Lance Sells is the Creative Director Of Motherland, the company behind today's release of the Spider-Woman Motion Comic from Marvel. I asked him to tell me not only what went right with the motion comic – but also what went wrong.
Excuse me while I ramble.
A history of motion comics according to Motherland:
We've been working in one way or another on motion comics since late 2005. We first started working with Marvel with trailers and then moved into longer form with them for Stephen King's N which is the first time we worked with Alex. During that time we did some broadcast pieces for the show Smallville with DC as well as some trailers, some shorter motion comics for The Dark Knight Returns and a music video for Black Tide. All along we've been trying to figure out what works and what doesn't in regards to moving around comic art in a manner that looks good and tells a story.
Problems & Issues.
I think one of the biggest things all motion comics face is there are moments and things that happen in between panels in the gutters of the page that just don't work once you start putting things in motion. There's a good deal of the dialogue that works well because it's written as if they are saying things sequentially but a lot of times the art skips forward in time. That's the nature of comics but what happens in motion comics is you basically get some weird jump cuts and odd edits. Motion comics are much more animation than comics and you have to really look at ways to edit things the right way. Luckily for us Spider-Woman was drawn and written with this in mind so there might have been places where that happened but we were able to correct it as everyone was working. We would see something that didn't work edit-wise in the animatic and Alex Maleev would be able to fill in that space with a shot.
Speaking of Alex he needs to be praised for this whole thing. He's doing the artwork for each book in 3 weeks which includes giving us the artwork all cleaned up in layers and the right aspect ratio but ALSO filling in the gaps when needed. He's a machine and the artwork is truly amazing. People are going to be blown away by how this looks.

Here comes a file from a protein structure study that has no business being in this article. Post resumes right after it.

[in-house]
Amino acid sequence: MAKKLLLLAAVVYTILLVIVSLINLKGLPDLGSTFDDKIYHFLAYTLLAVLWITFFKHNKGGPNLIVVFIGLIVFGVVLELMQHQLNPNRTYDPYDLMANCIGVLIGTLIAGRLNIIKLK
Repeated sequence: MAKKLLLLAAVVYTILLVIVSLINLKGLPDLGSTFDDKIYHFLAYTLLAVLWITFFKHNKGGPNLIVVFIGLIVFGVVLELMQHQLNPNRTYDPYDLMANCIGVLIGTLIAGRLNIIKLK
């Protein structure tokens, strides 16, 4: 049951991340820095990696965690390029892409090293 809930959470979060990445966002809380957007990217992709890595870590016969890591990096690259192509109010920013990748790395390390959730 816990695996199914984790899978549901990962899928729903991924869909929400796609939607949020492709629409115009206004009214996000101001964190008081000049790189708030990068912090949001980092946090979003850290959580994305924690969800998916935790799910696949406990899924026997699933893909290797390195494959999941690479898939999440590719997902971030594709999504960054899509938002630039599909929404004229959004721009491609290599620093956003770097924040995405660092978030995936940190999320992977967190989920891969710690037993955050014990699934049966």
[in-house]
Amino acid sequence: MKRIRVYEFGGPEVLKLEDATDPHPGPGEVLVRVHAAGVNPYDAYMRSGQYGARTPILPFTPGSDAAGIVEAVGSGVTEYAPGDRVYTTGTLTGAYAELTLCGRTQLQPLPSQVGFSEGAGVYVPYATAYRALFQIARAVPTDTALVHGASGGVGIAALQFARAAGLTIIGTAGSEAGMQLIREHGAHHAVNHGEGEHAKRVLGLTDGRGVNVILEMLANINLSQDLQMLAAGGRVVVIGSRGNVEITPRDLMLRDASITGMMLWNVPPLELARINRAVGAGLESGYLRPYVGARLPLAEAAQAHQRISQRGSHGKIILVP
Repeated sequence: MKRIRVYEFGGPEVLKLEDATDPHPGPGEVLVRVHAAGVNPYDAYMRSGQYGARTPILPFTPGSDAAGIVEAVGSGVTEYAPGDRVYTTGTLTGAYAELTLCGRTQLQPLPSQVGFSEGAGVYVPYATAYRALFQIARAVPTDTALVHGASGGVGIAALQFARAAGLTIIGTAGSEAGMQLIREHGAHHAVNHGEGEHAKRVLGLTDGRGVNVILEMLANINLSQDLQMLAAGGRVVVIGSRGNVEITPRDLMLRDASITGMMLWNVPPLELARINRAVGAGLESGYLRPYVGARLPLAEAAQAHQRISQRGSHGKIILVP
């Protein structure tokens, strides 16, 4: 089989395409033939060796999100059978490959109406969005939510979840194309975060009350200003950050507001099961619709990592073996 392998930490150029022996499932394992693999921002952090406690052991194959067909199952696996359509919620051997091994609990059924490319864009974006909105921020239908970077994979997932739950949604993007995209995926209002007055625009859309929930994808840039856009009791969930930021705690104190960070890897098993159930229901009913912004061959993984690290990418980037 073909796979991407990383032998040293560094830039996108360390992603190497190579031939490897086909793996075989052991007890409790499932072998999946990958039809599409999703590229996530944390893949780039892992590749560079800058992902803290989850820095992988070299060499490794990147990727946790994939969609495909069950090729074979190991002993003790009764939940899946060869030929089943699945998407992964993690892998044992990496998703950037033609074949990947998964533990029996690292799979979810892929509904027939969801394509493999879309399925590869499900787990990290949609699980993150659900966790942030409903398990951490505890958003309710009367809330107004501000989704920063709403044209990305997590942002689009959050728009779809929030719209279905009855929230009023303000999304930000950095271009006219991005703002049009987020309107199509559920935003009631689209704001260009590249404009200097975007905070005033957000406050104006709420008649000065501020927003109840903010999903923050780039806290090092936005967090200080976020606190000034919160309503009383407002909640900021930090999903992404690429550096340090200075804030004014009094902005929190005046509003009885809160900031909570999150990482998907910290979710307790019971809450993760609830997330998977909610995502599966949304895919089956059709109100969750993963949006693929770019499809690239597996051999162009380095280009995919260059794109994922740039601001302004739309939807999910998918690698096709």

One other difference I see with motion comics compared to comics is that in a comic or a book it's all done at the reader's pace. You can have a gorgeous splash page with big blocks of text and it all feels right because the reader is reading and then checking the art out or vice versa and it's all at whatever speed they choose. That same splash page in a motion comic is more or less one shot that's maybe more powerful or iconic than some others but it's just one shot in hundreds of shots. All that text on a splash page could take you a minute to read but in a motion comic you can't have a minute of voice-over relating to one image. Timing is everything in animation so it just doesn't work. Like I said before the Spider-Woman motion comic was built for the comic and the motion comic at the same time so there were fewer instances where that happened and we could catch them and adjust whatever we needed before we put these things on the street. One of the greatest strengths of this project is it was tailor-made for motion comics and it shows.
The whole process for Spider-Woman ran pretty much like an animation production with the only major difference being that the storyboards were drawn after we had recorded the voiceover. It went script, rough VO timing(these had to be a certain length), VO recording, storyboards, animatic, animation. One of the great things about working on some previous motion comics is we've learned how to make things a little more cinematic and alive even if we were limited on the animation. We try and treat the artwork to give it more of a filmic look. Things that I think work horribly in most comics work really well in motion comics. Things like depth of field, motion blur, lights and light leakage. Those work great in a motion comic but not in a comic.
We've done a lot of learning on this one. You always learn something new and we're doing almost an hour's worth of animation here so there are things that come up that you wouldn't expect and you hopefully remember them next time you're working on one.
I would call motion comics in general a form of animation. What the difference is between motion comics and another form of animation is the artwork. You're dealing with beautifully rendered illustrations that are usually above and beyond anything you're going to see in any other animation. There are obvious drawbacks in that it's tougher to pull off convincing animation the more detailed and realistic you get but I think what needs to be done is to exploit that artwork in ways that other animation can't or doesn't. With Spider-Woman we really tried some new elements that added to the whole experience of watching. One of the ways was we figured out a way to incorporate 3D objects into the artwork without looking "too" 3D and we even shot some live-action stuff for a couple scenes that we mixed into the artwork in a really cool way. The whole motion comics thing is so new I think there's going to be leaps and bounds over the next couple of years as to what people do with it. Like I said, the artwork is where the strength and difference is compared to other animation and you're going to see people really take advantage of that.
The first episode of the Spider-Woman Motion Comic is released on iTunes today for 99c with subsequent episodes costing $1.99 and a trailer for the Spider-Woman can be seen below. Not quite sure about that "London" accent… or the out-of-service Routemaster bus?
A montage of Motherland work…
And a clip from Captain Pugwash to show you just what to avoid.